A Coinage of Claudius

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There’s something appealing with carrying around a piece of history. To carry around a piece of history that is almost 2,000 years old. Knowing that you have something on your person that is way older than anything you might come in contact with on a day to day basis, unless you work in a museum.

Although my main interest is George Orwell, I also love Ancient Rome. The Julio-Claudian family/series of Emperors is my specialty, especially after seeing the BBC series of I, Claudius and reading the books by Robert Graves. It wasn’t too long before I started looking at coins that I could possibly buy online, from respectable dealers. Hopefully rather cheap coins.

What I bought can be seen in the photo above. It’s of the Emperor Claudius and it’s build up of green patina allowed me to get it relatively cheap, at $60 back in 2003. I didn’t care about how it looked, just as long as I could make something out. The idea of the coin impressed me and made me wonder where it had been for the past 2,000 years. Probably in the ground for the majority of that time, but who had owned it before me? Who did it pass hands to as Roman after Roman bought goods and services?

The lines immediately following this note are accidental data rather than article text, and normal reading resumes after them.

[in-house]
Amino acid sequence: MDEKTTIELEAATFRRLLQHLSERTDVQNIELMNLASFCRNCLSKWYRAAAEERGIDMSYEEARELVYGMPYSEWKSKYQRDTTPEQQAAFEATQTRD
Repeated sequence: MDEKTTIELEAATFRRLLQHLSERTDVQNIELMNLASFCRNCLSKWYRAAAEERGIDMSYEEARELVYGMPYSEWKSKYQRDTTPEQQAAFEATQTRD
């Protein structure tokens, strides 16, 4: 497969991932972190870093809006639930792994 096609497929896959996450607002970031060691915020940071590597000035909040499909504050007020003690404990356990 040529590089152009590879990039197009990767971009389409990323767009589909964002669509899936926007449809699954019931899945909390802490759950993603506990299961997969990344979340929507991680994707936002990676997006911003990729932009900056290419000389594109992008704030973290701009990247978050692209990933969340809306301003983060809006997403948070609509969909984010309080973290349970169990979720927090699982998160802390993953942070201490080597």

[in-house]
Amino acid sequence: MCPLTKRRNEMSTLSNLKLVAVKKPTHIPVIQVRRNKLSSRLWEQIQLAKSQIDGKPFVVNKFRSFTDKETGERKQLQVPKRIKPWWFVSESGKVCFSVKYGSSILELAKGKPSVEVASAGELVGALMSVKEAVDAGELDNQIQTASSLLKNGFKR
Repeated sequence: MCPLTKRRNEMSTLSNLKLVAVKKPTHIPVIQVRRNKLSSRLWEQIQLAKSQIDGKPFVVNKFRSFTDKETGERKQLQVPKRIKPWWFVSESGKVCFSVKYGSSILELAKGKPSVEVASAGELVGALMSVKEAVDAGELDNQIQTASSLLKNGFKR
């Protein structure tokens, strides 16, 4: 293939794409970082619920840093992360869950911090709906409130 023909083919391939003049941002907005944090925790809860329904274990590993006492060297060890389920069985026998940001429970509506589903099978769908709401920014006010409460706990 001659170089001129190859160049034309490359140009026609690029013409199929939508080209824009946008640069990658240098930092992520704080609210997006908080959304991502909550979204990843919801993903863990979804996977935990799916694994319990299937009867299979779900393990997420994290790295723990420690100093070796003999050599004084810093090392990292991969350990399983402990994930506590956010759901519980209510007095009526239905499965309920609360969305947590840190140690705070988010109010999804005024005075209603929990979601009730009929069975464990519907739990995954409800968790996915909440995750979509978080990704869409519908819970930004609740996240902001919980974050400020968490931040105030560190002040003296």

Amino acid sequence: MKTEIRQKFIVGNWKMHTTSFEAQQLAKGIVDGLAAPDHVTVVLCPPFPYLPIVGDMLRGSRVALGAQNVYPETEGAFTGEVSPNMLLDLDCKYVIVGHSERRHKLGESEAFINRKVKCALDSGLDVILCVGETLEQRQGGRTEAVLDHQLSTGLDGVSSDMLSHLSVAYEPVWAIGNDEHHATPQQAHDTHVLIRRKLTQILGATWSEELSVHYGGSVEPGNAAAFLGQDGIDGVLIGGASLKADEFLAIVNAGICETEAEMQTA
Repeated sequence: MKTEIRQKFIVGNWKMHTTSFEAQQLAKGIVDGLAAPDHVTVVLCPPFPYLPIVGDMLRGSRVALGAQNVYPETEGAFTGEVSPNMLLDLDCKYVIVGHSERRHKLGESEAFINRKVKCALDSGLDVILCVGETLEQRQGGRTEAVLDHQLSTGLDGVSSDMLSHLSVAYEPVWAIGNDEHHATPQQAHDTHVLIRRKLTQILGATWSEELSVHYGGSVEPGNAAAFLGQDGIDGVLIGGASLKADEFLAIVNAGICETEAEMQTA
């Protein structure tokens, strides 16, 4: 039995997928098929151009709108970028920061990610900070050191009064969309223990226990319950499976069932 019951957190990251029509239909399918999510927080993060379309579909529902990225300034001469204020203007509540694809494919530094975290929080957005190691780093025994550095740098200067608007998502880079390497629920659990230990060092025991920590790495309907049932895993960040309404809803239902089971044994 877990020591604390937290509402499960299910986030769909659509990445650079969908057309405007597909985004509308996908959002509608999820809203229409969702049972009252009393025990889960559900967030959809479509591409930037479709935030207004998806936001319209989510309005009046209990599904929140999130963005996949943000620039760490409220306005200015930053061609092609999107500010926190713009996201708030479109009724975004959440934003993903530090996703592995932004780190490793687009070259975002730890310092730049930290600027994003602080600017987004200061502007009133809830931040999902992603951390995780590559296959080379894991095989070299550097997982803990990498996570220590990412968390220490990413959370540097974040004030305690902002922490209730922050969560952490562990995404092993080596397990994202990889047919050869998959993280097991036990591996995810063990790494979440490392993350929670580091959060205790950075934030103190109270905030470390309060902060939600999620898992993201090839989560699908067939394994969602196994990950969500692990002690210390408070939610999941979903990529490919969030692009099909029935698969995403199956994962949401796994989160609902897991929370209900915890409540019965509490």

It took me awhile to figure out which coin it was, after I had totally forgotten the information when I first paid for it. I am fairly confident it is number RIC 113 of the various Claudius coinage. This is what it looks like all cleaned up:

claudius coin RIC113

It was struck in either 42 or 43 AD, making it not quite but almost 2,000 years old. 1,972/3 years old, as of this writing, to be exact. It’s complete description is thus:

Ref Claudius AE As, RIC 113, Cohen 47, BMC 202.  Claudius Æ As. TI CLAVDIVS CAESAR AVG P M TR P IMP P P, bare head left / LIBERTAS AVGVSTA S-C, Libertas standing facing with pileus, extending left hand. Cohen 47.

From the moment I received my coin in the mail to about February 2013, I carried it around with me in my pocket or coin purse. After I had it for about ten years, I decided to try and set it into some sort of self-made jewelry so I could wear it on a necklace. I bought some thin wire and various wire bending tools at the local Big Box Crafts Store and put together a weird looking thing where wire basically enveloped the coin, like the flight patterns of protons in an illustration of atoms. It looked odd, but it worked.

I wore it like that for the next year and a half until I decided to re-do the wiring. I had never liked how one couldn’t see the coin; it was engulfed by thin pieces of wire. So I unwrapped the wire and made it into this:

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That odd monstrosity took me two hours. I’m not very good with making jewelry and I refuse to use glue. I will probably re-do it as I research a bit more, but at least one can see the head. Of course some will cry sacrilege on how I am treating a coin like this, but the truth of the matter is that Roman coins are not rare. They are practically everywhere in the United Kingdom and throughout other parts of Europe, where the old Roman Empire used to cover. If it had cost a ton of money and was more pristine, I would carefully display it.

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